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Gopal & Anor v Barclays Bank (seychelles) (SCA 51 of 2011)  SCCA 23 (06 December 2013);
Gopal v Barclays Bank (Seychelles)
(2013) SLR 553
Domah, Fernando, Msoffe JJA
6 December 2013 SCA 51/2011
Counsel B Hoareau for the first appellant
S Rajasundaram for the second appellant
C Lablache for the respondent
The judgment of the Court was delivered by
 A number of documents were produced and admitted in evidence at the trial before the Supreme Court. In a similar vein, at the trial PW1 Egbert Laurence and PW2 Ms Rona Labrosse testified in support of the respondent’s case. The appellants testified in person and denied the claim against them. It seems however that a fair determination of the case basically depends on two documents. The Guarantee Form (exhibit P1) and the Facility Letter (exhibit P2).
 The respondent’s case was, and indeed still is, that by virtue of the above two documents they extended the following facilities to the appellants:
1) Term loan 1: USD 400,000
2) Term loan 2: USD 140,000
3) Overdraft: UCR 150,000
4) Letter of Credit: Issuance against the linked USD term loan.
The purpose of the facilities was to finance the cost of a printing press and other accessories of the Indian Ocean Printing Services (Pty) Ltd in which the appellants are Directors.
 In exhibit P1 the words GOOD FOR THE SUM OF USD ONE HUNDRED AND FORTY THOUSAND ($140,000) were inserted in long hand and were followed by the appellants’ signatures. According to PW1 he prepared the Guarantee Form (exhibit P1). He filled in the name of the principal debtor at the beginning of the document, the names of the appellants, and the above words before the appellants signed the document.
 Under the proviso to cl 2 of exhibit P1 the words USD 140,000 (United States Dollars one hundred and forty thousand) were also inserted in long hand. The proviso was filled in by Philip Pierre, the Relationship Manager who managed the principal debtor’s accounts relationship with the appellants. The appellants’ contention was that this was filled in without their knowledge and consent after they had signed exhibit P1. According to them, they only signed a blank form with cl 2 unfilled in. They also challenged this document on the basis that it does not bear any date.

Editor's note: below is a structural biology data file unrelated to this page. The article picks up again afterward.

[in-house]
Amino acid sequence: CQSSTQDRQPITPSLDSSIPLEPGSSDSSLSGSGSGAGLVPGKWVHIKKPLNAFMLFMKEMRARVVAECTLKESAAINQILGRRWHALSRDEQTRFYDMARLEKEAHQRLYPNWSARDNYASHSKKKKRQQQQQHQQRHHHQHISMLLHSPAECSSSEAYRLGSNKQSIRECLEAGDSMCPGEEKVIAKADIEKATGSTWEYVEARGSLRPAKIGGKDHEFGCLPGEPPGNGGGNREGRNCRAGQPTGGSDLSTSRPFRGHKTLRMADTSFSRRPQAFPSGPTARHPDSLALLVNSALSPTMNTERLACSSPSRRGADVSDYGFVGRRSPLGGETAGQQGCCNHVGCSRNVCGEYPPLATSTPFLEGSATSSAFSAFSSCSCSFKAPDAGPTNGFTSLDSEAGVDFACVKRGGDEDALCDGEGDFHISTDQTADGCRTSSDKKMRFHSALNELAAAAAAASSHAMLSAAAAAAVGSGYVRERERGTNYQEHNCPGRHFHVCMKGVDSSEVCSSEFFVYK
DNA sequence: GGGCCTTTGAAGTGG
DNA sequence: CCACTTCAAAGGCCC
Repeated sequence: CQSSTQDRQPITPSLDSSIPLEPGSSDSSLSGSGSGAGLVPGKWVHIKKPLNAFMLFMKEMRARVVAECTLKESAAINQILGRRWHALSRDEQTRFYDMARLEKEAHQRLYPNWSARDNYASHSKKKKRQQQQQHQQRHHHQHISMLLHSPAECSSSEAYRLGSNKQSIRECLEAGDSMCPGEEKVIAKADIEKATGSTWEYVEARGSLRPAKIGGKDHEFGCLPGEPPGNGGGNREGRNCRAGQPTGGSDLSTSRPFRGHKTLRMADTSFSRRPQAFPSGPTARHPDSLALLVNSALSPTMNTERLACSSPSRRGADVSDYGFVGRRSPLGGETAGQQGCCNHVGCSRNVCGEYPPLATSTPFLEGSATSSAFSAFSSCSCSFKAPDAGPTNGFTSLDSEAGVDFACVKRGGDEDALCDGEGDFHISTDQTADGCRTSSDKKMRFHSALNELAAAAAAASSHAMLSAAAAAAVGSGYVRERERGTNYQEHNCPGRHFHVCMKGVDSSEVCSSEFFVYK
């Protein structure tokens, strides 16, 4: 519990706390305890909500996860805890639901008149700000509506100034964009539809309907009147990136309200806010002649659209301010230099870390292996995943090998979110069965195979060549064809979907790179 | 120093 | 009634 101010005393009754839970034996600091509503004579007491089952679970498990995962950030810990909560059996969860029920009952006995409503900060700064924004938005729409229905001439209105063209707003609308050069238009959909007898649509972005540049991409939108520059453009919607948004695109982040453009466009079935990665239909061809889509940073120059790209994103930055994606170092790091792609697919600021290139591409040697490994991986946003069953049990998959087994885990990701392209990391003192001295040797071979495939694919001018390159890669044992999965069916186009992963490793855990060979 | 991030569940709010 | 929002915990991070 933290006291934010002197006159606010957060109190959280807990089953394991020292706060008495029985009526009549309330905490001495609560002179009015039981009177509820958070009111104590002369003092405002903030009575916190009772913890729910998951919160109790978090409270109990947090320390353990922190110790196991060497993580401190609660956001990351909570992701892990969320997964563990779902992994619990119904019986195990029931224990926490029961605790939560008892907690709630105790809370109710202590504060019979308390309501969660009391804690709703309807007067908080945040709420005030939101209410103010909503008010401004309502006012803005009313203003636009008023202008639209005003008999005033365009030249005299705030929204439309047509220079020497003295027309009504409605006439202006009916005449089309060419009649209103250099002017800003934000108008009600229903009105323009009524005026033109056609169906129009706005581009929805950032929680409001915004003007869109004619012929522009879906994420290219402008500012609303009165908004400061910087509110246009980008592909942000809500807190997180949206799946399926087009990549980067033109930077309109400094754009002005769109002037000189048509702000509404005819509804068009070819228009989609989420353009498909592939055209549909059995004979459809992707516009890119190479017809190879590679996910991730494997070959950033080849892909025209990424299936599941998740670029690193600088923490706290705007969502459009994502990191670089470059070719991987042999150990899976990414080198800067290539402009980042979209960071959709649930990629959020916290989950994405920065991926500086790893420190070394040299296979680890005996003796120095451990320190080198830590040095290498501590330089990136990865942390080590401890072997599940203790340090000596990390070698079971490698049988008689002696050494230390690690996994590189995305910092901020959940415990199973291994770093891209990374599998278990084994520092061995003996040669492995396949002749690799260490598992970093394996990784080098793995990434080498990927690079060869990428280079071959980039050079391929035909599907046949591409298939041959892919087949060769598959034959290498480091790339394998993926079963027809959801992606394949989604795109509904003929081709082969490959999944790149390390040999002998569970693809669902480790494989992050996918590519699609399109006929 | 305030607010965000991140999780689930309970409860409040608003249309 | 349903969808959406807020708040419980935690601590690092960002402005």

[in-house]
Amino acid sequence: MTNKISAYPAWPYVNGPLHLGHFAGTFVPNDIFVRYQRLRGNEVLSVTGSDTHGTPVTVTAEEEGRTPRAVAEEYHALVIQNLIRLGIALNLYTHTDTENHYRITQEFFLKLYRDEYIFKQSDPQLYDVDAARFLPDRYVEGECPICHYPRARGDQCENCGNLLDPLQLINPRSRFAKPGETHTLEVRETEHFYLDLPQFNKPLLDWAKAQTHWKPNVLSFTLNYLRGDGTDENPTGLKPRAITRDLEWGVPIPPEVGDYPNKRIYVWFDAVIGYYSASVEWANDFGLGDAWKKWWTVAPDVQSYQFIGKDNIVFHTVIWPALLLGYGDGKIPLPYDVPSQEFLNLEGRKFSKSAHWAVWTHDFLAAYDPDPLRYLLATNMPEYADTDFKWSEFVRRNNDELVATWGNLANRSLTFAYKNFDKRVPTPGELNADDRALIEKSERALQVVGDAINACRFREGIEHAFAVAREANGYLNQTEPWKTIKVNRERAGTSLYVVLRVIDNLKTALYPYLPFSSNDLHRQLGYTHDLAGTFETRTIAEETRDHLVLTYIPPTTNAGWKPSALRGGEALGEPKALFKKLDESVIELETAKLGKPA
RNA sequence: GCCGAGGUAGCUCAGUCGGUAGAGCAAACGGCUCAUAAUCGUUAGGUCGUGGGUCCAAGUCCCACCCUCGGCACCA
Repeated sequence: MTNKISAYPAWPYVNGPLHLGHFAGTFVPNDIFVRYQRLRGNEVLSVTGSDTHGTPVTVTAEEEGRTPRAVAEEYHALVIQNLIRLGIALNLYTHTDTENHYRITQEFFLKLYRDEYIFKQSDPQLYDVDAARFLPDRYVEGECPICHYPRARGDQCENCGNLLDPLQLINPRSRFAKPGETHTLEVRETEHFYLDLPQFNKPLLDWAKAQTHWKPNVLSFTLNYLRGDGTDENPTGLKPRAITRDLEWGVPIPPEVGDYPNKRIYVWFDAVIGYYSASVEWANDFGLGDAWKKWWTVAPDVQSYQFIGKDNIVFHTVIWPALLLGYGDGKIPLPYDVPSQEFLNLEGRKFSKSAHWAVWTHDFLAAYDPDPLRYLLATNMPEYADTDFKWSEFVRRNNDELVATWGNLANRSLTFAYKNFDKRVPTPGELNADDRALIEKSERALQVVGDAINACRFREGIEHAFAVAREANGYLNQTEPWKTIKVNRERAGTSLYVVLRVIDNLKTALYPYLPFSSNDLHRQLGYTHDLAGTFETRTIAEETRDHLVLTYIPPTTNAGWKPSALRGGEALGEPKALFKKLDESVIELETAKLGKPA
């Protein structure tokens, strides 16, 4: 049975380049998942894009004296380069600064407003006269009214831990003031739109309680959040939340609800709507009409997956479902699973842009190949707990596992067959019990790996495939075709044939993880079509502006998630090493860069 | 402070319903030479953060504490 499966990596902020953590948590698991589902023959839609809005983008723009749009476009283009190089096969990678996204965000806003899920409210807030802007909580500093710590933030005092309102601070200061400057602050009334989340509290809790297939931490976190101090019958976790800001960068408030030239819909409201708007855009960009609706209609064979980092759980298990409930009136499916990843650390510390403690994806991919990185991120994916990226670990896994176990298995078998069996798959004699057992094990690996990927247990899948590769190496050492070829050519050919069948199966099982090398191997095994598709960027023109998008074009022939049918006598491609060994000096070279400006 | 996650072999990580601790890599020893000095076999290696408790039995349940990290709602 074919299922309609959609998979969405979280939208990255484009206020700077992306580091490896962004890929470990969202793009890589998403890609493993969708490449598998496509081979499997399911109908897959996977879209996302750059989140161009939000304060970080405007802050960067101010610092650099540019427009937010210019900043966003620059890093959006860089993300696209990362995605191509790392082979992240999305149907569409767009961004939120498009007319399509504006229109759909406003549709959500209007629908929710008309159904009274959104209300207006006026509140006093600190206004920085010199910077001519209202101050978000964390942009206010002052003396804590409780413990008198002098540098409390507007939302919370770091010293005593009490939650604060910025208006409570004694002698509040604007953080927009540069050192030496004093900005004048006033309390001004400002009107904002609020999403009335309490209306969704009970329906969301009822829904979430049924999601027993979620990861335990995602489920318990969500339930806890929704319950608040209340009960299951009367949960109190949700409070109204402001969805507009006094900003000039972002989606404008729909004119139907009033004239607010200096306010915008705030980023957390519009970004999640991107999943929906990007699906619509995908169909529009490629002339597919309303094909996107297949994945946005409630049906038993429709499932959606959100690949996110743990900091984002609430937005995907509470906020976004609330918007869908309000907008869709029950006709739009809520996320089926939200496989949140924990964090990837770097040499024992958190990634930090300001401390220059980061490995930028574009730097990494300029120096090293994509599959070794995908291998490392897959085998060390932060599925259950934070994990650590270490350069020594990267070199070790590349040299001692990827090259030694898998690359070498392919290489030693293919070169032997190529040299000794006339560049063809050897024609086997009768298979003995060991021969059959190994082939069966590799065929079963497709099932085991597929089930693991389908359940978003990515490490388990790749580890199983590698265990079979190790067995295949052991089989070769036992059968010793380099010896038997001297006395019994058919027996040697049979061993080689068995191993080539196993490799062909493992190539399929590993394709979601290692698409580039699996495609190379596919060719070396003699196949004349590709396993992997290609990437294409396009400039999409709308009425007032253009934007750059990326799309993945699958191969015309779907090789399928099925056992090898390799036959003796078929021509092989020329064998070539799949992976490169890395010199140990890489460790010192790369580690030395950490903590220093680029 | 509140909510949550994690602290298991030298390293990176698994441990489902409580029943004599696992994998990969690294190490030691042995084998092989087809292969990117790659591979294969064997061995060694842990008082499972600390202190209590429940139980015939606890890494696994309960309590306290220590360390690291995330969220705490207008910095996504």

As regards the Facility Letter (exhibit P2) it is evident that it did set out the terms upon which the loans and overdraft were to be made available by the respondent to the appellants. With regard to security it stated:
1. Director’s Guarantee supported by:
2. Fixed and floating charge over company’s assets;
3. A 2 years renewable contact between IOT and IOPS to incorporate an undertaking from IOT to assign all payments through Barclays Bank;
4. Barclays as agent, noted as Loss Payee under all risks insurance policy;
5. A first line mortgage over property parcel number 54563 with insurance and the Bank’s interest noted in the policy.
All indebtness and liabilities, actual or contingent, now or at any time owing or due by the client to the Bank will be secured by the above security in favour of the Bank.
 The last paragraph of exhibit P2 contains the following words:
Please confirm your acceptance of this Agreement by executing and dating this Facility Letter and the closed duplicate. The duplicate should then be returned to the Bank. The date of this Agreement shall be the date signed below. This Agreement will remain available to be accepted for a period of 30 days from the date of this Facility Letter, after which will lapse if not accepted.
Thereafter, the letter was signed by the respective parties. The appellants in particular signed on behalf of Indian Ocean Printing Services (Pty) Ltd.